Sunday, 26 September 2010

WALES OF A TIME

You guide me round Bangor, opening the city up like ripe fruit, and I'm lost in the Wordsworthiness of it all. Spreading blue skies, clear as hotel pool waters, pour down wide-yawning sunshine, and I am speechless.

At the pier we eat sandwiches, gradually emerging from hangover, and gaze out at yachts like they might be our dreams, bobbing just out of reach, promising warmth. Never mind that we fucked for three hours the night before.

We take tea in a poetry café, and talk about study, migration, growing up. There comes a time when the carefree dissolves to responsibility; when we must lay down the accoutrements of rebellion and join society. I shiver.

Your friend calls. She has locked herself in her back garden, and though she lives in a sprawling shared house, there are no communal areas and she knows none of her housemates. This is what life, out of necessity, becomes. Living with strangers we never see; being rescued from our own back gardens by best friends interrupted over cinnamon and ginger rooϊbus, on dates with men four hours away by train we picked up when drunk.

Now three of us, we wander shops for fancy dress. Cowboys and the American South, although you can't take out a toy gun. We sit at the foot of the cathedral after making do with some plasticky tat and talk about my hometown and why I could never live in London. Soon you'll be moving to Reading for work, and you were the one that chased me.

When the time comes to leave, you take me to the train station and tell me to sit on the Western side of the train so I can see the sun setting over the sea. I smile. We might've worked, even if just for a day, but we both know we'll never see each other again.

At high school I chose History over Geography, and I'm still living with that choice now.

[Originally published in Bent: http://mag.bent.com]

Sunday, 19 September 2010

MAD BROMANCE

Best friendships can be complicated. But complicated is beautiful. There's something about a best friend: a possessiveness, a passion, a closeness, a curiosity. Sometimes the relationship can be so intense it's easy to mistake it for something it's not. Because we rely so much on best friends, it can be easy to think your best friend is your perfect match. Maybe they are, but probably not like that.

This is the problem friends have when relationships seem a distant memory and love is something that only happens to other people. Sometimes we get tangled and can't see things like we should. It can be easy to rely too much on each other and get lost in that reliance. But when you think about it, and allow yourself to look away, is the friendship really what you want it to be? Giving all your love to a best friend, someone you trust and know will never hurt you, can be seductive. But seduction isn't all it's cracked up to be.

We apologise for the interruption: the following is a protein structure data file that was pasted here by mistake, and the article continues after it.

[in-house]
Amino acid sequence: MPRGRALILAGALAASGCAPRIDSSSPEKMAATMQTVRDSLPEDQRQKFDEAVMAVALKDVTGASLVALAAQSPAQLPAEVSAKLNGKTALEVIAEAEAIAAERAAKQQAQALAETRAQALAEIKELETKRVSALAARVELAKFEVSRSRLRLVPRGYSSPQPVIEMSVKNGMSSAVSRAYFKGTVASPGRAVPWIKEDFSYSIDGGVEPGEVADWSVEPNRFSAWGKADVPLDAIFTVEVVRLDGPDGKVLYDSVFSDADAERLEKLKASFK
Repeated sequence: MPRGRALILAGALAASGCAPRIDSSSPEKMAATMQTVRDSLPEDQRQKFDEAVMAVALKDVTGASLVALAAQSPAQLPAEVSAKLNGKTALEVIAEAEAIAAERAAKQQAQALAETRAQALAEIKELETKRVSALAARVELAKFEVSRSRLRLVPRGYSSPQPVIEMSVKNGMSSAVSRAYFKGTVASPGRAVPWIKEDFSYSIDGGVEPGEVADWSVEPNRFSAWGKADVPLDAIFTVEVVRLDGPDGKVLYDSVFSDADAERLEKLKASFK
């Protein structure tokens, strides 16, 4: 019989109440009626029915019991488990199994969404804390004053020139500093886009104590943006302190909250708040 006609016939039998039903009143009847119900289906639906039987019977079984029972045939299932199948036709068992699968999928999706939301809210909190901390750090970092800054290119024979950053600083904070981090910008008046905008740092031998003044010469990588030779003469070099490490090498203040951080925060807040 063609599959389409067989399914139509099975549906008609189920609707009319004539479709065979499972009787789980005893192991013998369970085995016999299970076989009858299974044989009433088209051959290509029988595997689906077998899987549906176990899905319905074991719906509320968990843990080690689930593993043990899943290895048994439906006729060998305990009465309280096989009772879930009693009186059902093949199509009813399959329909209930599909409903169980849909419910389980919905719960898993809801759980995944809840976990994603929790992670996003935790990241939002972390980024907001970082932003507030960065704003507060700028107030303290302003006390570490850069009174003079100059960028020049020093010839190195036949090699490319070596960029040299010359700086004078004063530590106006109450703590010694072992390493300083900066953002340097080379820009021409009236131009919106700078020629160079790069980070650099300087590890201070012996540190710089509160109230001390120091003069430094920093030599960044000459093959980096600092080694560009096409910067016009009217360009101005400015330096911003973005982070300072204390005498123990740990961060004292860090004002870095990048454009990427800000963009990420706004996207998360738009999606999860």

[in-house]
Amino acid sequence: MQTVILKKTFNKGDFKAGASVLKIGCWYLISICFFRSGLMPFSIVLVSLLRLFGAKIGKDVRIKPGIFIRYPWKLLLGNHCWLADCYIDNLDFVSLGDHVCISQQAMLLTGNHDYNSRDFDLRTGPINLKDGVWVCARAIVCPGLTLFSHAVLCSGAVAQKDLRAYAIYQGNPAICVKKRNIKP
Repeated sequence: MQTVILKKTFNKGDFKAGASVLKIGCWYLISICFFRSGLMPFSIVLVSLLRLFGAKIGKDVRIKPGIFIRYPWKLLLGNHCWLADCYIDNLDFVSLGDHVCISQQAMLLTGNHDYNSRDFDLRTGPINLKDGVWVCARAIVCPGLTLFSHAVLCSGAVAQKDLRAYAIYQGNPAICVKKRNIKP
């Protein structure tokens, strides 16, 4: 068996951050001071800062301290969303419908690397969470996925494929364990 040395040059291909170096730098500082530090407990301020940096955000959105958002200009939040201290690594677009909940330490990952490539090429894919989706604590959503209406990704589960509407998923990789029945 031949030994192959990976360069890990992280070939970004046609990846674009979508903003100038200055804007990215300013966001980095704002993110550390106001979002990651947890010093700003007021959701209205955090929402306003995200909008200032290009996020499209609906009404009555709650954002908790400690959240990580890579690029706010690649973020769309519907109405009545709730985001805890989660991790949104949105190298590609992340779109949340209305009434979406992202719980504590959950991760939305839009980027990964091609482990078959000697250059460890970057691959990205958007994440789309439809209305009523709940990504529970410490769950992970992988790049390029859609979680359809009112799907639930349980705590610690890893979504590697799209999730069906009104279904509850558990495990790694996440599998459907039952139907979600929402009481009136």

Between straight best friends, when the boundary between love and friendship blurs, they call it a bromance. With gay best friends, it can be even trickier. There can be undercurrents of sexuality in any friendship, usually because of the emotional intimacy, but with gay best friends there's more of a likelihood of something happening. The tangles can get worse. But sometimes the tangles get too tight, to breaking point, and you find yourself set free. Other times you just get sick of not being able to move and take to the tangles like Nicky Clarke in an advert for scissors.

Sometimes it takes sex to simplify things, to clarify them. If in the heat of the moment you find yourself thinking just a little bit too much, actually just going through the motions, then it can straighten out the queerer parts of any friendship. What comes after can go back to basics. Back to the start. You can shake off those too-close-moments of underlying unease and get closer (emotionally closer) than you realised.

Best friendships can be complicated, but it's better when they're just beautiful.

[Originally published in Bent: http://mag.bent.com]

Sunday, 12 September 2010

BOY STORY

People think men are complicated. Even men think other men are complicated. Let me let you in on a little secret: men aren't complicated at all. Men are really rather simple.

So he doesn't call you back? Then he's not interested. Or maybe he does call you back, but only once in a blue moon? Then you're a booty call. A fuck buddy.

If a guy's interested, you'll know.

If you want to survive the dating world, here are my simple rules to getting what you want and wanting what you get.

Be honest

If you just want a shag, make it abundantly clear. True, when your first words to him are 'Are you top or bottom?' it might seem obvious—but some guys really are dumb. Or maybe just naïve. But if you're honest, they'll likely shag you anyway and if they do get all clingy, it's their fault not yours. If you're not honest and you promise to meet them for a romantic dinner (which you watch as he calls the restaurant and books) but don't, you can hardly be surprised when he rings you calling you a bastard.

Don't be afraid to ask

If you're into something kinky, don't be afraid to ask. In all likelihood, they'll respect your honesty even if they're not game. But if you phrase it the right way, with a cheeky smile and a knowing wink, they might give it a go anyway just for the fun of it.

Be respectful